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  A chemical engine to produce mechanical force: towards a physio-chemical model of heart cells

   Department of Biomedical Engineering

  , ,  Applications accepted all year round  Self-Funded PhD Students Only

About the Project

Living systems are complex, and are based on the basic building blocks of genes, proteins, chemical reactions, and physical forces. Yet, out of this complexity, with remarkable robustness and precision, cells orchestrate the cooperative action of thousands of specific molecular reactions and interactions to carry out mechanical tasks. For example, 100 billion heart cells can synchronise their oscillation to generate a single pulse. To understand the fundamental principles that govern cooperative processes in living systems, it is of critical importance to develop an understanding of the underlying physio-chemical processes, because living systems are also subject to laws in physical systems. Such inherently non-equilibrium processes suggest approaches for developing biomimetic active materials which can transform chemical energy to mechanical energy.

The aim of this project is to understand the fundamental mechanism of how a chemical reaction can produce mechanical force, and develop a physio-chemical model to study the synchronisation of mechanical forces in relevant biological systems.

The project will involve preparing chemically-active hydrogels which can swell and “de-swell” like a heart cell in a reactant solution, and we will study how those hydrogel beads can be in ‘sync’ chemically and mechanically to produce a larger force like that produced by a whole heart.


Objectives include:

1. Perform physical chemical experiments with the self-oscillating gel beads immersed in an electrolyte solution, and characterise the synchronisation dynamics in terms of amplitude and frequency of the individual gel beads.


2. Develop a physio-chemical model of relevant biological systems.  We will develop electronically-integrated systems (hydrogels controlled by electric stimulation) to convert chemical oscillation to mechanical oscillation under control. For practical application,  we will develop smart biomimetic gels for fluid transportation mimicking blood flows in hearts.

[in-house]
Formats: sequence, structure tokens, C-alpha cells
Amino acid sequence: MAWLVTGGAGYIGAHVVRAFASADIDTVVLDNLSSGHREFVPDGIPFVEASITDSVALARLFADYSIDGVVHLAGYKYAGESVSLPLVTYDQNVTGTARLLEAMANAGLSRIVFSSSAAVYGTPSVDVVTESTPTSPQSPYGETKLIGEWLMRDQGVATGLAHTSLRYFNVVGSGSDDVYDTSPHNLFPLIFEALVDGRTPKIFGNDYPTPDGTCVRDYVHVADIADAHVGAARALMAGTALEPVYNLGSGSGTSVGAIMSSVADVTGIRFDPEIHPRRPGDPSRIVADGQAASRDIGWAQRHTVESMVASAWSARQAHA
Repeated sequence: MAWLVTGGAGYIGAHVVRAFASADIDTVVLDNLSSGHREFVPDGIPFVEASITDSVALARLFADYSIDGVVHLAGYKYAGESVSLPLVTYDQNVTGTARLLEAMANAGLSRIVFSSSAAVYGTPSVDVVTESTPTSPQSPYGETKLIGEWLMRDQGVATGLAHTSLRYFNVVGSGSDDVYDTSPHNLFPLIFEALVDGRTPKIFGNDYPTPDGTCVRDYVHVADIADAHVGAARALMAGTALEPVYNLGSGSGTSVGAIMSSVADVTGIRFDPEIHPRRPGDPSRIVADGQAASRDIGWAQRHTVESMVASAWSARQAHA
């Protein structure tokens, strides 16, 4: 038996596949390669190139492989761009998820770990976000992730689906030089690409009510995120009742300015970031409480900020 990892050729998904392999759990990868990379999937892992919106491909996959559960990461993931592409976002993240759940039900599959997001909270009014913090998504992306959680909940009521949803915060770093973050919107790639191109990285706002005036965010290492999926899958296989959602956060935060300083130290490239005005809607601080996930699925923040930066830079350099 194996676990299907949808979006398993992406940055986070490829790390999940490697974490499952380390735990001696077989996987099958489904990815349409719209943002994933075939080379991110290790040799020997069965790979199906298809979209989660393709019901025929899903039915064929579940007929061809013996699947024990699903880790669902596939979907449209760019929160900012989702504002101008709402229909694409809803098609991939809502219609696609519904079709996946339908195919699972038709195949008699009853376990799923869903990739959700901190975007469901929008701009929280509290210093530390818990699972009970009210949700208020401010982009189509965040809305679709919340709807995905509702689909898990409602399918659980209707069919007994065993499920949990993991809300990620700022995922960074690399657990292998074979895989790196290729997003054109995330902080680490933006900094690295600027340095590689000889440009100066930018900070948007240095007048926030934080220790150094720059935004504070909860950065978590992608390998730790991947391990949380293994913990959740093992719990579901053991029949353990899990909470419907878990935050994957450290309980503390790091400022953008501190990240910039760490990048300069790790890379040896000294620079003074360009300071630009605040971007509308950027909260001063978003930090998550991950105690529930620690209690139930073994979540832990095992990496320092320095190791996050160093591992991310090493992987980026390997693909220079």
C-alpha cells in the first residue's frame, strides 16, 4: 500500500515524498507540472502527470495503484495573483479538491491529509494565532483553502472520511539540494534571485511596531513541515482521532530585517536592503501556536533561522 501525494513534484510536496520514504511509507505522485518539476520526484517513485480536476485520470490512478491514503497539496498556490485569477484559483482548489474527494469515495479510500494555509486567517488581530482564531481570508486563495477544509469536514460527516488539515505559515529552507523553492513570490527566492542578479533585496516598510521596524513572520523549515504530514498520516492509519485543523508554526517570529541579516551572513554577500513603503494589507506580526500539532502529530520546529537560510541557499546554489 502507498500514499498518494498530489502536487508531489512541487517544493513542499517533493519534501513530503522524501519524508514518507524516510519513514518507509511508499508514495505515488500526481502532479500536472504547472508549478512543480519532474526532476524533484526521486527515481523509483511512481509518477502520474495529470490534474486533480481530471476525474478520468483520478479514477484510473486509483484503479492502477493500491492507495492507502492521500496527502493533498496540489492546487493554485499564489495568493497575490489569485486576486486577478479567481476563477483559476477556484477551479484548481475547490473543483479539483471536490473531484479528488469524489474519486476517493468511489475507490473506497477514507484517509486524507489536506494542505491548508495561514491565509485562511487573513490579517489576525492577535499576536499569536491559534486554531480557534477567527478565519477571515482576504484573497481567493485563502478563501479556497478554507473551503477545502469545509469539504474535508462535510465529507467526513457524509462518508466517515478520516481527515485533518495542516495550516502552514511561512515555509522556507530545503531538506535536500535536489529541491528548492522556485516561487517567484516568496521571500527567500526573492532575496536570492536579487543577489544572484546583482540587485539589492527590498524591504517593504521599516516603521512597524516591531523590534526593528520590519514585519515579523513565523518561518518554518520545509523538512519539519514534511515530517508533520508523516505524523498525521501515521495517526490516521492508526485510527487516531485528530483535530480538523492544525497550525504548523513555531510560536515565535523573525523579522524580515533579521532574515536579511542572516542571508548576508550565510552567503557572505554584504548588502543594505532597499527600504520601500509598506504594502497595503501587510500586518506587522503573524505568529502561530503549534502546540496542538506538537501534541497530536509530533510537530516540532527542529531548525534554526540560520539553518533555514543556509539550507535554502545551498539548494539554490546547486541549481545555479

To bridge the gap in understanding between non-living and living systems, Dr. Hayashi’s research group is interested in physics of complex systems in non-living and living systems, and revealing nonlinear dynamics governing adaptation behaviour in changing environments. The aim is to reveal how the self-organisation of the closed loop system interacting with environment gives rise to rhythmic or chaotic patterns, serving certain functions to survive as a whole creature.

Lab home page:


School of Biological Sciences, University of Reading:

The University of Reading, located west of London, England, provides world-class research education programs. The University’s main Whiteknights Campus is set in 130 hectares of beautiful parkland, a 30-minute train ride to central London and 40 minutes from London Heathrow airport. 

Our School of Biological Sciences conducts high-impact research, tackling current global challenges faced by society and the planet. Our research ranges from understanding and improving human health and combating disease, through to understanding evolutionary processes and uncovering new ways to protect the natural world. In 2020, we moved into a stunning new ~£60 million Health & Life Sciences building. This state-of-the-art facility is purpose-built for science research and teaching. It houses the Cole Museum of Zoology, a café and social spaces.

During your PhD at the University of Reading, you will expand your research knowledge and skills, receiving supervision in one-to-one and small group sessions. You will have access to cutting-edge technology and learn the latest research techniques.


Applicants should have a good degree (minimum of a UK Upper Second (2:1) undergraduate degree or equivalent) in Chemistry, Physical Chemistry, Biophysics, Applied physics, Engineering, or a related discipline. Applicants will also need to meet the University’s English Language requirements. We offer pre-sessional courses that can help with meeting these requirements. With a commitment to improving diversity in science and engineering, we encourage applications from underrepresented groups.

How to apply:

Submit an application for a PhD in Biomedical Sciences or Biomedical Engineering at


Further information:



Dr. Yoshikatsu Hayashi, email:

 Please see Dr Hayashi's profile:

Biological Sciences (4) Chemistry (6) Engineering (12) Physics (29)

Funding Notes

We welcome applications from self-funded students worldwide for this project.
If you are applying to an international funding scheme, we encourage you to get in contact as we may be able to support you in your application.


• Geher-Herczegh, T. , Wang, Z. , Masuda, T. , Yoshida, R. , Vasudevan, N. , Hayashi, Y. (2021) Delayed mechanical response to chemical kinetics in self- oscillating hydrogels driven by the Belousov−Zhabotinsky reaction. Macromolecules , 54 (13). pp. 6430-6439. ISSN: 0024-9297 | doi:
• Strong, V. , Holderbaum, W. , Hayashi, Y. (2022) Active matter as a path planning interpreter. Springer pp. 66-77. | doi: (IMA 2020. Springer Proceedings in Advanced Robotics, vol 21.)

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